“At the end of the convention we met with the boss of National Geographic, and they couldn’t believe that we had gone to every single lecture and speech,” Merry recalls. “I think most people usually show up just for one or two [talks], but we sat through the whole thing – taking notes and meeting with the explorers afterwards. It felt like being back at university.” Merry is known to the press as Bjork’s prodigious mask-maker, and this obviously forms a key facet of his creative practise (in 2016, fans could emulate Merry through a Make Your Own Mask kit released in partnership with Wintercroft). Yet labelling him as such can unintentionally stick him in one-trick-pony territory, when this couldn’t be further from the truth — he has co-helmed creative direction across Bjork’s “Vulnicura” (2015) and “Utopia” (2017) videos, alongside various other visual offshoots.
This eclecticism aside, Merry approaches each project with an embroiderer’s mindset. A literal thread lacing through his life’s work, he thinks while he makes: the most pre-meditation and prototyping he’s been met with occurred during that Gucci collaboration for “The Gate”. “The masks have ended up moving in a more sculptural direction, now without any sewing or thread involved at all,” says Merry, “but in my head [it’s] still embroidery.. just in three dimensions. Even my drawings in pencil or pen tend to be an extension of my embroidery: they are often just line drawings, so I feel like it is the same idea of a thread running across the page.. just in a different medium.” Somehow, he still finds time to flesh out his solo pursuits: as one example, “Sporticulture”, concocted for Opening Ceremony, pairs Merry’s flora-and-fauna embroideries with vintage, logo-centric athleisure, the latter thoughtfully sourced by the artist.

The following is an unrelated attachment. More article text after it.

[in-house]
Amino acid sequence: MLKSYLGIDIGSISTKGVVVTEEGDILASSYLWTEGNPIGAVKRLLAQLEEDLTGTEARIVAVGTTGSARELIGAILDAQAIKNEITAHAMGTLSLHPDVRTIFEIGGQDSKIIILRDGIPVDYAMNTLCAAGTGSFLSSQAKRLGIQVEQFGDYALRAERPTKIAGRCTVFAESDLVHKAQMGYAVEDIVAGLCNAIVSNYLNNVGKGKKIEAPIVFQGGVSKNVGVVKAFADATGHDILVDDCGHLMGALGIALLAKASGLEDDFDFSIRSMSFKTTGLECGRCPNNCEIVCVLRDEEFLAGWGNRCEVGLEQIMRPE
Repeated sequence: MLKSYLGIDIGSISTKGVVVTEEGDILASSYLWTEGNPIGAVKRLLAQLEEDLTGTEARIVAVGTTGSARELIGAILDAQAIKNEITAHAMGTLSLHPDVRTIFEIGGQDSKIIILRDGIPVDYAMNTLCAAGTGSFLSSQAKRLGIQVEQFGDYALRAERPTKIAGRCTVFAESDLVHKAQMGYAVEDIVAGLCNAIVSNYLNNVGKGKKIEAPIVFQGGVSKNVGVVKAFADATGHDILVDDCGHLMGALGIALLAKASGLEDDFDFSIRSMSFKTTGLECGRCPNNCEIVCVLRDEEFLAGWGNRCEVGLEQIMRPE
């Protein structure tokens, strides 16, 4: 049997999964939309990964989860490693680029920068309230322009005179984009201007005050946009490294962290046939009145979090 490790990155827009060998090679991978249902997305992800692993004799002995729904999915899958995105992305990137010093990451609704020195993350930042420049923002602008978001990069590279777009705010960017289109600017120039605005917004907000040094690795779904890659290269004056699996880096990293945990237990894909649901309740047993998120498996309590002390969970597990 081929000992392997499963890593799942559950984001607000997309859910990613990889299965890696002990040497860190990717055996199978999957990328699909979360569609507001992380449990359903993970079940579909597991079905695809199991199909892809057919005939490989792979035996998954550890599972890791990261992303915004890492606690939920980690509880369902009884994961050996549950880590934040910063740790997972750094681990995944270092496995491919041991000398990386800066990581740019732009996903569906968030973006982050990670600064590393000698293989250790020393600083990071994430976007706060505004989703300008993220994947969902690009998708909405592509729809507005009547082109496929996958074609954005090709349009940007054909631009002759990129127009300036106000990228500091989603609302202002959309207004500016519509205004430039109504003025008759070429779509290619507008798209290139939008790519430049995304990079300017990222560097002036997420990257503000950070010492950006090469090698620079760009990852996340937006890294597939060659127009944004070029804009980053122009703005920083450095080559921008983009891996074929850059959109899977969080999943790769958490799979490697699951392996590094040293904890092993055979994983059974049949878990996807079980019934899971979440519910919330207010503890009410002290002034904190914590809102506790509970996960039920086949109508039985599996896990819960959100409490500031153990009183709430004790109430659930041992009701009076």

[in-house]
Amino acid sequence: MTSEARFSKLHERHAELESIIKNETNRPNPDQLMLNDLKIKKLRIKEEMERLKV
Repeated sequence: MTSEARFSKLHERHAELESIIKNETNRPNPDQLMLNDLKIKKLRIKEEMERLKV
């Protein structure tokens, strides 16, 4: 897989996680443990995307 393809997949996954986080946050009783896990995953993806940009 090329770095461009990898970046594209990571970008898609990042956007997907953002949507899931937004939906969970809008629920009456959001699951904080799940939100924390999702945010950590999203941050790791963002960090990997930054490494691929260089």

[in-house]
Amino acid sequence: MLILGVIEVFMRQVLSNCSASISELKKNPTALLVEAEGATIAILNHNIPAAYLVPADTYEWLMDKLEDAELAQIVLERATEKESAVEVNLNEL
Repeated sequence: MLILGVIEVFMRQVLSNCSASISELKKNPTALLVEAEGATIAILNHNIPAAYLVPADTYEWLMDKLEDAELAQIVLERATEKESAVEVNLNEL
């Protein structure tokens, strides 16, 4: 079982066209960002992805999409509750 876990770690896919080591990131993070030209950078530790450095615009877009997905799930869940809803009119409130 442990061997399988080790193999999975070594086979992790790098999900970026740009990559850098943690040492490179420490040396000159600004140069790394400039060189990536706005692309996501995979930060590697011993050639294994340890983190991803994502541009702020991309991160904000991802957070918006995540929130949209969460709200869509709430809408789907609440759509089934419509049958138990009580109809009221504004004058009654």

With Cornucopia’s Dublin incarnation on track for Thursday 28th, Merry stresses the tour’s unforeseen magnitude: Bjork’s previous concert schedules were more residency-esque, involving a series of non-consecutive gigs in smaller venues across one city. Upsizing these spectacles to arena scale was no mean feat, but Merry is modestly proud of the result: sonic innovations include 360 degree sound and a specially-devised reverb chamber, evoking Bjork’s studio-recording process within a live setting, whilst Merry’s visual direction encompasses bespoke masks for Viibra, a self-described utopian flute septet, and — of course — the main visionary herself.
There’s little more I can tell you that won’t steal the element of surprise, but I’ll conclude with one last nugget: you have never seen Balmain Couture before you’ve seen it on Bjork.
@björk / @james.t.merry
Björk performs in the 3Arena on Thursday November 28th as part of “Cornucopia”, a touring spectacle which stems from her 2017 album, Utopia.
Words: Amelia O’Mahony-Brady
Feature Image: David Abrahams
James Merry Photo by Tim Walker
Drawing of Notget Mask by Alex Noble
Björk, Silver Wire and Cornucopia Photos by Santiago Felipe